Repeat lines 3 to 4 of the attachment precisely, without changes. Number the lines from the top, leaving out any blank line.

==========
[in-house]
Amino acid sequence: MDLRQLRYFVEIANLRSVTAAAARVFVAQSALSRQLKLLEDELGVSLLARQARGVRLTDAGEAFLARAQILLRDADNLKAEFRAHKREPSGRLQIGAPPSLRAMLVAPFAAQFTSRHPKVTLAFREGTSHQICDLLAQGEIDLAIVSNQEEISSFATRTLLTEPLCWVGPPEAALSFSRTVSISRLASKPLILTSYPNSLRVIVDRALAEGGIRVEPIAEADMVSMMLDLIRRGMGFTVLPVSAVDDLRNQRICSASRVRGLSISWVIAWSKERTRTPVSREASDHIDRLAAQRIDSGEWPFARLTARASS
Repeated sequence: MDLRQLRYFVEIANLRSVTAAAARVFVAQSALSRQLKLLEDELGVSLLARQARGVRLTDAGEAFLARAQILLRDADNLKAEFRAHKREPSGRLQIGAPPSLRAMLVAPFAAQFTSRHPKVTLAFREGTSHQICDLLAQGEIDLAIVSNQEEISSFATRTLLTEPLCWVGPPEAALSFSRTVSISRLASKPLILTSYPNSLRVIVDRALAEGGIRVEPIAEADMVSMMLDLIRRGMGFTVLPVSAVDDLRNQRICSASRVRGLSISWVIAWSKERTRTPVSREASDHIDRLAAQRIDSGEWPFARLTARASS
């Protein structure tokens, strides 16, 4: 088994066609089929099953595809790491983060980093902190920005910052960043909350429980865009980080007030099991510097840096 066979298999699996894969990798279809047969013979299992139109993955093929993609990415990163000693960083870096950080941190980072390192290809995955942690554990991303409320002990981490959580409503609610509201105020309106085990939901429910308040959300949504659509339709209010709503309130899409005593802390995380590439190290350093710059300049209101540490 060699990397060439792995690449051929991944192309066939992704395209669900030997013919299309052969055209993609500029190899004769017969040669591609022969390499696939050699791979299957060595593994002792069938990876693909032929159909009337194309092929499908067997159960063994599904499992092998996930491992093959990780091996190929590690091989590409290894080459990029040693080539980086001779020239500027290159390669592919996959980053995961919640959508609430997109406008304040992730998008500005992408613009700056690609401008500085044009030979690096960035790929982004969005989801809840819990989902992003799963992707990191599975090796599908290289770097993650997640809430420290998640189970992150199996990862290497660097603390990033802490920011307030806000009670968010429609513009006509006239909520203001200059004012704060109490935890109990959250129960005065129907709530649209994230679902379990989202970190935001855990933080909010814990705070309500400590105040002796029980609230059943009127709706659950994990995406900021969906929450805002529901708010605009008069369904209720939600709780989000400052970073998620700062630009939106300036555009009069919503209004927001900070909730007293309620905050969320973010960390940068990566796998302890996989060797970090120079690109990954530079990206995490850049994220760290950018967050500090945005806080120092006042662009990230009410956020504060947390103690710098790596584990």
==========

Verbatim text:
Repeated sequence: MDLRQLRYFVEIANLRSVTAAAARVFVAQSALSRQLKLLEDELGVSLLARQARGVRLTDAGEAFLARAQILLRDADNLKAEFRAHKREPSGRLQIGAPPSLRAMLVAPFAAQFTSRHPKVTLAFREGTSHQICDLLAQGEIDLAIVSNQEEISSFATRTLLTEPLCWVGPPEAALSFSRTVSISRLASKPLILTSYPNSLRVIVDRALAEGGIRVEPIAEADMVSMMLDLIRRGMGFTVLPVSAVDDLRNQRICSASRVRGLSISWVIAWSKERTRTPVSREASDHIDRLAAQRIDSGEWPFARLTARASS
């Protein structure tokens, strides 16, 4: 088994066609089929099953595809790491983060980093902190920005910052960043909350429980865009980080007030099991510097840096 066979298999699996894969990798279809047969013979299992139109993955093929993609990415990163000693960083870096950080941190980072390192290809995955942690554990991303409320002990981490959580409503609610509201105020309106085990939901429910308040959300949504659509339709209010709503309130899409005593802390995380590439190290350093710059300049209101540490 060699990397060439792995690449051929991944192309066939992704395209669900030997013919299309052969055209993609500029190899004769017969040669591609022969390499696939050699791979299957060595593994002792069938990876693909032929159909009337194309092929499908067997159960063994599904499992092998996930491992093959990780091996190929590690091989590409290894080459990029040693080539980086001779020239500027290159390669592919996959980053995961919640959508609430997109406008304040992730998008500005992408613009700056690609401008500085044009030979690096960035790929982004969005989801809840819990989902992003799963992707990191599975090796599908290289770097993650997640809430420290998640189970992150199996990862290497660097603390990033802490920011307030806000009670968010429609513009006509006239909520203001200059004012704060109490935890109990959250129960005065129907709530649209994230679902379990989202970190935001855990933080909010814990705070309500400590105040002796029980609230059943009127709706659950994990995406900021969906929450805002529901708010605009008069369904209720939600709780989000400052970073998620700062630009939106300036555009009069919503209004927001900070909730007293309620905050969320973010960390940068990566796998302890996989060797970090120079690109990954530079990206995490850049994220760290950018967050500090945005806080120092006042662009990230009410956020504060947390103690710098790596584990």